“I don’t know if that’s a good way to manage, to turn it over to staff and let them hammer it out with our public safety officials without board input or report back to the board on what’s in here and what’s not,” Herrity said.
Observing that Herrity regularly votes against adopting the county’s annual budgets, McKay and Braddock District Supervisor James Walkinshaw argued that the goal of collective bargaining is to give employees an opportunity to advocate for themselves.
“The point was to get the public safety folks at the table, to hear from them and not the politicians who try to speak for them, which unfortunately happens on this dais and most of the time is not right,” McKay said.
The county’s first public-sector collective bargaining agreements since the Virginia Supreme Court let a ban take effect in 1977 come at a time when the local government is bracing for budget constraints. County Executive Bryan Hill will release his proposal for fiscal year 2025 on Feb. 20.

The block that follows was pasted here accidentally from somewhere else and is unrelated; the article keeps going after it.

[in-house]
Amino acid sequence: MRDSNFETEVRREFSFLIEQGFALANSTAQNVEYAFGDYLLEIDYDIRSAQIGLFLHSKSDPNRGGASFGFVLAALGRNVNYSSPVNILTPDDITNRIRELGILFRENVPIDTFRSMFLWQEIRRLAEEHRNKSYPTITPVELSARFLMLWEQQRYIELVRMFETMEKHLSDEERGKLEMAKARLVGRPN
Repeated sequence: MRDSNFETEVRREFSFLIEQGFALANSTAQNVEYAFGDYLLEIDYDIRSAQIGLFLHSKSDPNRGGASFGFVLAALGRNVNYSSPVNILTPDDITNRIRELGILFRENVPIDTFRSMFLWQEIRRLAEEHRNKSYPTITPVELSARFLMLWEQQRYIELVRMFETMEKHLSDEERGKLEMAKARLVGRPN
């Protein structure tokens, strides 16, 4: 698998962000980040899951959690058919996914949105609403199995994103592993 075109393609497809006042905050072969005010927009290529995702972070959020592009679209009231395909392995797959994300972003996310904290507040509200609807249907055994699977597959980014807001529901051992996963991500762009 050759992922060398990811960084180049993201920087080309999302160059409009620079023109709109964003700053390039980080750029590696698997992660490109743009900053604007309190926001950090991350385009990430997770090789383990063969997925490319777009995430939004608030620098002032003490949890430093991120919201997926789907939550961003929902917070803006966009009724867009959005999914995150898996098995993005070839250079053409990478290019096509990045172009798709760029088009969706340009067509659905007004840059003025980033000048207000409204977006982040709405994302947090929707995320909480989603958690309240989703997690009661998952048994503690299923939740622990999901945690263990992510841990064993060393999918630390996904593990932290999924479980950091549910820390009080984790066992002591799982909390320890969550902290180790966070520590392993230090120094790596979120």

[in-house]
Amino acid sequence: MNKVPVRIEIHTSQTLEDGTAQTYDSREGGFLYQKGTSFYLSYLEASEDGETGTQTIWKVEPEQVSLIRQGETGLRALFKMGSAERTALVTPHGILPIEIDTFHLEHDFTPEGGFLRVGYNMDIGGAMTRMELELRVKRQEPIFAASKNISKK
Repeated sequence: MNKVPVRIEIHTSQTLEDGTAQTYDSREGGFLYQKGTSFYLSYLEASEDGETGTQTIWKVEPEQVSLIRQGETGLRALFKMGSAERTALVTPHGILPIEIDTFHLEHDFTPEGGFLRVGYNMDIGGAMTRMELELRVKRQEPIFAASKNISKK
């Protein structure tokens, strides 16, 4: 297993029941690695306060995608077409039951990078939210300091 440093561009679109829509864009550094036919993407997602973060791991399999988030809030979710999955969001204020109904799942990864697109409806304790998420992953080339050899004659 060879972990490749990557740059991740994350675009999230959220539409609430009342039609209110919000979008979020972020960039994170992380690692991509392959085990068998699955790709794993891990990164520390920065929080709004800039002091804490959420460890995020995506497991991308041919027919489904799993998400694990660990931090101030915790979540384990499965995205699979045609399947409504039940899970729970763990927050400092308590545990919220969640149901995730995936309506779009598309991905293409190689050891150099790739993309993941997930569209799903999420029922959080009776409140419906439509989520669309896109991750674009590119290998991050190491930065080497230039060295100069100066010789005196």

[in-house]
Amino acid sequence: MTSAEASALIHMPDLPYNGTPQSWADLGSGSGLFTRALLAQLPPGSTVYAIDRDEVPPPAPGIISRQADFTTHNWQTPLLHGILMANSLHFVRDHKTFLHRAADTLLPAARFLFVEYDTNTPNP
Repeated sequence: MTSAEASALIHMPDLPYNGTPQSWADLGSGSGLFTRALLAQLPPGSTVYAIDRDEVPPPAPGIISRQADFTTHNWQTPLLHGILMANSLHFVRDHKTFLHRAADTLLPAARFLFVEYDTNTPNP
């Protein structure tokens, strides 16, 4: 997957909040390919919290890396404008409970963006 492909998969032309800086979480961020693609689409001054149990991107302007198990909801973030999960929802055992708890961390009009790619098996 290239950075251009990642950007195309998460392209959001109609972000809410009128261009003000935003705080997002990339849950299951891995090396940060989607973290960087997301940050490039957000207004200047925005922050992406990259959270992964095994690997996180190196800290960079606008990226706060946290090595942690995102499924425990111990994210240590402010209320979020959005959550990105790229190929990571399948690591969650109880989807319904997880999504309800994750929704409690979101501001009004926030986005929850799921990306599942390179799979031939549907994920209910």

According to county staff, the IAFF agreement will cost $54.4 million over three years, including $24.7 million in its first year. The total fiscal impact for SSPBA agreement will be $67.5 million, including $33 million for the first year.
Walkinshaw noted that the county “would’ve incurred a lot of those costs with or without” collective bargaining, since it reviews compensation, staffing and other components every budget cycle.
General county employees and FCPS employees have yet to hold elections to determine their bargaining representatives, so their future contracts aren’t expected to be in place in time to affect the next budget.